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palatine

English

Pronunciation

  • (Received Pronunciation) IPA(key): /?pal.?.t??n/, /?pal.?.t?n/
  • (General American) IPA(key): /?pæl.??ta?n/, (fur cape or stole) /?pæl.??tin/
  • Rhymes: -æl?ta?n, -æl?t?n

Etymology 1

Middle English, borrowed from Middle French palatin, from Medieval Latin pal?t?nus (relating to the palace), from pal?tium (palace) +? -?nus (-ine, adjectival suffix). Doublet of paladin.

Adjective

palatine (not comparable) (usually postpositive)

  1. (historical) (of an official or feudal lord) Having local authority and possessing royal privileges that elsewhere belongs only to a sovereign. [from 15th c.]
    1. (of a territory) Subject to palatine authority. [from 15th c.]
  2. Pertaining to the Elector Palatine or the German Palatinate or its people. [from 16th c.]
  3. Of or relating to a palace especially of a Roman or Holy Roman Emperor.
  4. Synonym of palatial. [from 16th c.]
Related terms
  • palace
  • palatial

Noun

palatine (plural palatines)

  1. A feudal lord (ellipsis of count palatine) or a bishop possessing palatine powers. [from 16th c.]
  2. A palace official, especially in an imperial palace. [from 16th c.]
    Synonym: chief minister
  3. (historical) Ellipsis of county palatine. [from 16th c.]
    Synonym: palatinate
  4. (capitalized, rare, obsolete) A native or inhabitant of the Palatinate. [17th c.]
  5. (in the plural, historical) The Roman soldiers of the imperial palace. [from 17th c.]
    Synonym: praetorians
Derived terms
  • count palatine
  • county palatine
  • palatinate
Related terms
  • count palatinate
  • county palatinate
Translations

Etymology 2

Borrowed from French Palatine, named after German Princess Palatine Elisabeth Charlotte (1652–1722).

Noun

palatine (plural palatines)

  1. (historical) A fur cape or stole for women which covers the neck and shoulders. [from 17th c.]

Etymology 3

Borrowed from French palatin, from New Latin pal?t?nus, from pal?tum (the palate) +? -?nus (-ine, adjectival suffix).

Adjective

palatine (not comparable)

  1. (anatomy) Of or relating to the palate or to a palatine bone.

Derived terms

Noun

palatine (plural palatines)

  1. (anatomy) Ellipsis of palatine bone.

References

  • “palatine”, in Lexico, Dictionary.com; Oxford University Press, 2019–present.
  • “palatine”, in Merriam–Webster Online Dictionary, (Please provide a date or year).

French

Etymology

From ‘Princess Palatine’ Anne Gonzaga, who popularised the garment.

Pronunciation

  • IPA(key): /pa.la.tin/

Noun

palatine f (plural palatines)

  1. (historical) tippet, shoulder cape

Further reading

  • “palatine” in Trésor de la langue française informatisé (The Digitized Treasury of the French Language).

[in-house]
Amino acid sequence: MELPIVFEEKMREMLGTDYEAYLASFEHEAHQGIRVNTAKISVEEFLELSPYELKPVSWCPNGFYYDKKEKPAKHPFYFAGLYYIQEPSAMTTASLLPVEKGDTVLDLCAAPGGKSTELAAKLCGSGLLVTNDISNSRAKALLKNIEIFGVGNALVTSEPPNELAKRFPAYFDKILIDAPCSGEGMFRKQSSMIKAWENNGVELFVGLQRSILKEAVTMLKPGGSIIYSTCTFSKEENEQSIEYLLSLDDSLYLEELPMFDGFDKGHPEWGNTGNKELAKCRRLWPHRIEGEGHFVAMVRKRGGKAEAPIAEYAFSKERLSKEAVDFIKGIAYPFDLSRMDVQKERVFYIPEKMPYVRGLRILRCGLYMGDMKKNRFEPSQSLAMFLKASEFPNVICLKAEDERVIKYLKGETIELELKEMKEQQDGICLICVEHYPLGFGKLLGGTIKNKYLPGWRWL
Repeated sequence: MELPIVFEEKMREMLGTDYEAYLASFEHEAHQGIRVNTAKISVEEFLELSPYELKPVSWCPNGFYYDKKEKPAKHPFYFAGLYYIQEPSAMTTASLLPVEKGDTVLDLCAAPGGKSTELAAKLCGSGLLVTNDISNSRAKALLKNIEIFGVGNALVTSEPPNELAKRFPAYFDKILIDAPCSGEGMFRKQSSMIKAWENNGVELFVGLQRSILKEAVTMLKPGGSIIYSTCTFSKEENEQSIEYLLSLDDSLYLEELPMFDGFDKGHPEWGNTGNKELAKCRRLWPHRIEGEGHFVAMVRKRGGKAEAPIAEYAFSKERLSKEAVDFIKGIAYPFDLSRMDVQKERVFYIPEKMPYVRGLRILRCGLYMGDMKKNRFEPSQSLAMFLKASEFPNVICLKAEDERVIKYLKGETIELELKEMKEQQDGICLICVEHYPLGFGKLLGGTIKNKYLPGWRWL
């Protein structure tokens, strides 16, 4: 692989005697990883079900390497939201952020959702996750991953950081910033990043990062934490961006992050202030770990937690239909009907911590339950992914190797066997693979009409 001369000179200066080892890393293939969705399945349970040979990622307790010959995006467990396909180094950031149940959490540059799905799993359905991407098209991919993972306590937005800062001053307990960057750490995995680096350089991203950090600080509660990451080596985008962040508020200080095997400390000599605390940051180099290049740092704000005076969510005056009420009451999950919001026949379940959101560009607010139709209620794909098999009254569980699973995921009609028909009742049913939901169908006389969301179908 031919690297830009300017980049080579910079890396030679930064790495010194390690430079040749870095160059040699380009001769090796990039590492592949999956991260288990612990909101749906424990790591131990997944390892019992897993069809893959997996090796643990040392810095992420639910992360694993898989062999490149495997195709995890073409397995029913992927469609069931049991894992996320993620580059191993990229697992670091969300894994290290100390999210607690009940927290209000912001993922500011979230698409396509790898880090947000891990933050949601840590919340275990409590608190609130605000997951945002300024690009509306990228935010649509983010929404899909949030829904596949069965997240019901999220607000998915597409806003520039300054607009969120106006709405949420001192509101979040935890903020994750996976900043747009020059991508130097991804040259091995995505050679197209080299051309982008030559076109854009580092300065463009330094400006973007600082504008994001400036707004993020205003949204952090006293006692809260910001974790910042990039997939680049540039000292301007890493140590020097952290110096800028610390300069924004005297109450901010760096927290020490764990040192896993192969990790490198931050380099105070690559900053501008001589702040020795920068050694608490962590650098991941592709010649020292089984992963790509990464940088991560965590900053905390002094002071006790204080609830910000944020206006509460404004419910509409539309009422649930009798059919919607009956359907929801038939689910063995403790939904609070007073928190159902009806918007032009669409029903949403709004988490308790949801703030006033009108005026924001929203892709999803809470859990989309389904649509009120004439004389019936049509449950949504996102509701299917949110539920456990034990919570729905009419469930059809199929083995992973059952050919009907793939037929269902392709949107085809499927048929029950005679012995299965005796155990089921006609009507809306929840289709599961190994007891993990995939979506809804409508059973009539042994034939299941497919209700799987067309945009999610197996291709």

Anagrams

  • lapaient

Italian

Adjective

palatine f pl

  1. feminine plural of palatino

Anagrams

  • entalpia
  • penalità
  • piantale
  • planiate

Latin

Pronunciation

  • (Classical) IPA(key): /pa.la??ti?.ne/, [pä??ä??t?i?n?]
  • (Ecclesiastical) IPA(key): /pa.la?ti.ne/, [p?l??t?i?n?]

Adjective

pal?t?ne

  1. vocative masculine singular of pal?t?nus

palatine From the web:

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palatine in Examples From Wordnik

  • Its lower portion, which hangs like a curtain between the mouth and pharynx is termed the palatine velum.
  • That no serious trouble ever came from the so-called palatine earldoms is itself evidence of the powerful monarchy ruling in England.
  • The distressed family of the palatine was a great burden on James, during part of his reign.
  • Its skeleton segmented, as in mammals and birds, into three parts; the upper part gave rise to the palatine and pterygoid in Anura, but seemed to disappear in Urodeles, where the so-called palatine and pterygoid developed in the mucous membrane of the mouth; the middle part gave, as in birds, the quadrate, which formed a suspensorium for both arches; the lower part, as Meckel's cartilage, formed a foundation for the bones of the lower jaw.
  • "palatine" clergy, from the middle of the twelfth century, coupled with the disappearance of the judices palatini, tended to enlarge the share of the cardinals in the administration of papal justice and finances, also of the fiefs of the Holy See and of the States of the
  • Thus Reichert interpreted the "palatine" and "pterygoid," which are formed in the mouth of the newt larva by a fusion of conical teeth, as special adaptations to enable the little larva to lead a carnivorous life. [
  • An English ‘county palatine’ was a county over which an earl or lord originally had royal privileges with the right of exclusive civil and criminal jurisdiction.
  • “Because it was once a county palatine and the cats cannot help laughing whenever they think of it, though I see no great joke in it.”
  • An English ‘county palatine’ was a county over which an earl or lord originally had royal privileges with the right of exclusive civil and criminal jurisdiction.
  • “Because it was once a county palatine and the cats cannot help laughing whenever they think of it, though I see no great joke in it.”


palatize

English

Alternative forms

  • palatise

Etymology

palate +? -ize

Pronunciation

  • (Received Pronunciation) IPA(key): /?pæl?ta?z/
  • (US) IPA(key): /?pæl?ta?z/, /?pæl?ta?z/
  • (General Australian) IPA(key): /?pæl?t?ez/
  • Homophones: palettize, palletize

Verb

palatize (third-person singular simple present palatizes, present participle palatizing, simple past and past participle palatized)

  1. Synonym of palatalize

palatize From the web:

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palatize in Examples From Wordnik

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